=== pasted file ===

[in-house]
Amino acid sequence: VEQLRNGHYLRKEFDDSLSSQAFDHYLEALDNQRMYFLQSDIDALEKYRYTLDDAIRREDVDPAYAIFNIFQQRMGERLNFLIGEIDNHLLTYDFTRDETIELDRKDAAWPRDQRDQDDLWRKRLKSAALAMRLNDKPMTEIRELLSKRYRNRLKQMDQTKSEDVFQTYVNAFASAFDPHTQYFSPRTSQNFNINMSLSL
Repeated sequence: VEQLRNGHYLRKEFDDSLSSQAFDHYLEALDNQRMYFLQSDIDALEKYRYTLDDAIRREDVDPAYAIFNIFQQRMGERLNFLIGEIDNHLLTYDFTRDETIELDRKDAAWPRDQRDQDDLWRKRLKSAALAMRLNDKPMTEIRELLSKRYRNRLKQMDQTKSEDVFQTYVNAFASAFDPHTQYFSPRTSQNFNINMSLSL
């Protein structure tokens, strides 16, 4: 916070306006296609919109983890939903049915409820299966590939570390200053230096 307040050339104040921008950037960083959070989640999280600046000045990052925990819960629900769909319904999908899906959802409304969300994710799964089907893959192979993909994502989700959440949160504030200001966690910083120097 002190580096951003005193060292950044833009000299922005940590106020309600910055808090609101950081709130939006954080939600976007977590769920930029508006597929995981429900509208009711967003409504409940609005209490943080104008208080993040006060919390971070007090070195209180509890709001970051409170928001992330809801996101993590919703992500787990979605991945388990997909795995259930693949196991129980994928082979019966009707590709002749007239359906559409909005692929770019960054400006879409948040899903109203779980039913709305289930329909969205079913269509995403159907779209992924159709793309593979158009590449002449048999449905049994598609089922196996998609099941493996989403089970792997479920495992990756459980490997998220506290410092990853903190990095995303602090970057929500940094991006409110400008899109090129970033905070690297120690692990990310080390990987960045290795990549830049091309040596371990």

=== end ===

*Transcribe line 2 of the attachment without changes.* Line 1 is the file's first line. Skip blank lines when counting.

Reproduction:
Amino acid sequence: VEQLRNGHYLRKEFDDSLSSQAFDHYLEALDNQRMYFLQSDIDALEKYRYTLDDAIRREDVDPAYAIFNIFQQRMGERLNFLIGEIDNHLLTYDFTRDETIELDRKDAAWPRDQRDQDDLWRKRLKSAALAMRLNDKPMTEIRELLSKRYRNRLKQMDQTKSEDVFQTYVNAFASAFDPHTQYFSPRTSQNFNINMSLSL